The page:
At the dawn of the gaming industry, cybercriminals were primarily pirating games and creating illegal copies. It was a bane to game developers and publishers, but it did not bother gamers much. Today, however, new platforms with advanced features are far more complex than those in the days of yore, and with complexity comes vulnerability. For example, many games now come with keyloggers that might be easily turned into spyware if compromised.
The video games market keeps growing. According to the newest Entertainment Software Association survey, 48% of US households own “a dedicated game console” for playing video games and the average frequent gamer is a 38-year-old guy ready to regularly spend money on the hobby. This makes video games a lucrative target for hackers and scammers.
On top of that, games and gaming platforms, despite storing sensitive financial information and valuable in-game assets of their users, still lack precautions and regulations that are common in other high-revenue sectors like banking, finance, and health.
Recent attacks on Steam, big security breaches leaking account details, and the epidemics of ransomware that encrypts game files on your console together with credit card and other personal information, denying you access, unless you pay up – all these prove that today no one is safe.
The recommendations below aren’t really tips, because people usually know these things by heart, but prefer to overlook them for various reasons. Sometimes it’s due to laziness. Another reason is that gamers are usually highly competitive by nature and willing to take risks in the hope of getting an edge over other players. So let us call this piece of advice “good practices” or “commandments” of safe gaming.
- Keep away from sketchy forums and sites that offer you exploits, fancy add-ons, and patches. Always be careful where you download your games from, regardless of the platform. In addition, scan each downloaded file for threats before running it.
- Only buy in-game currency from trusted sites. Don’t buy currency and assets from “gray market” sites, as they are usually targeted by hackers. Also, be careful where you store your credit card information for in-game payments.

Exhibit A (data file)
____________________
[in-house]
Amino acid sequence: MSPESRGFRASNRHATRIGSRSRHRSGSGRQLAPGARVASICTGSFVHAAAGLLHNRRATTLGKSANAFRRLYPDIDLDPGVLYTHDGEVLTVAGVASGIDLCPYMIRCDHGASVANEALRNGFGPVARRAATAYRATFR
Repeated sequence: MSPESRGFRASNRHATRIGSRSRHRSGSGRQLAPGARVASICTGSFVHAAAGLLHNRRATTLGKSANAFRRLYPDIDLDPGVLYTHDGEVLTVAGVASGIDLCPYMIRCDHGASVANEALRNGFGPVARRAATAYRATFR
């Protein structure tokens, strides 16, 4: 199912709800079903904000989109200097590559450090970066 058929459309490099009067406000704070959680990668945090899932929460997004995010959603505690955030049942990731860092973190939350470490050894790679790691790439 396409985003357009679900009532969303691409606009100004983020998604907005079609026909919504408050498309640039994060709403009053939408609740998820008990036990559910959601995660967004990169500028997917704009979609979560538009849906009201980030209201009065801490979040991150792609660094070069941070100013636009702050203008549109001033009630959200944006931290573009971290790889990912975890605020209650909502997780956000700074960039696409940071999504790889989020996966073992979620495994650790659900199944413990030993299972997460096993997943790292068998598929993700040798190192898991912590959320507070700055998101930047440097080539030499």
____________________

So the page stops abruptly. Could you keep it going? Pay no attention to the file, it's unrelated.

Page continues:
- Steer clear of suspicious links. If you need to follow the link you get in the message or email, but you feel uncertain whether it is what it seems, type it in the address bar rather than clicking on it. The general rule of thumb is that link is dangerous unless proven otherwise.
- Use multiple passwords for different services and change them regularly, avoid using names and dates that can be obtained elsewhere. Avoid storing your passwords on your hard drive. Do not discard 2-step authentication, use it whenever it is available.
- Keep your OS and security software up to date and do not disable antivirus software while you are playing. The notion that it decreases speed and interferes with gaming experience while being absolutely pointless is outdated: game medium today is just as prone to attack as the Web. Security specialists point out that in the name of keeping the highest possible system speed and frame rate, gamers are willing to risk their security, which is basically inviting cyber attackers in. Always use real-time monitoring that blocks attacks before they happen and identifies hacker-controlled servers.
- Protect your privacy, do not offer confidential information about yourself, your family or your location even in private chats. Use lock screens on your phone, laptop, PC, and other devices.
- You should be cautious about casual social games also. Game notifications and invites can be used as phishing technique, so unusual messages containing links should raise your suspicion.
- Teach your children the same rules, don’t let them be the weakest link in your family security system. If your children have their own devices, make sure you disable in-game purchases. Also, use trusted legal parental controls, like Pumpic or TeenLimit to monitor their phones and tablets for freshly installed applications – children are less experienced and incredibly trusting, so they can get malware even if you clearly forbid downloading anything without your permission, just because “It seemed ok, besides, it was John who sent it”. Monitoring will also come in handy against cyberbullies and griefers that might ruin the gaming experience for your kids or otherwise harass them.
- Back-up your data. Regular backups outside your computer can be a life savior if it falls victim to a ransomware attack. Having it all stored elsewhere will turn a cyber tragedy into a minor nuisance.
- Use your common sense. The more tempting the offer, the more reasons to treat is with suspicion. The best thing you can do is to remain vigilant while playing or communicating with other players within and outside the game.
It seems that the most important thing we must do is to change our way of thinking – as long as we cannot change the desire of hackers and scammers to feather our nest. We should start from the assumption, that no one will stop the attackers, unless we do. Of course, vendors and publishers also should implement necessary systems and procedures, but, unfortunately, it usually takes some major crisis and million-dollar lawsuits to make them think about the security.
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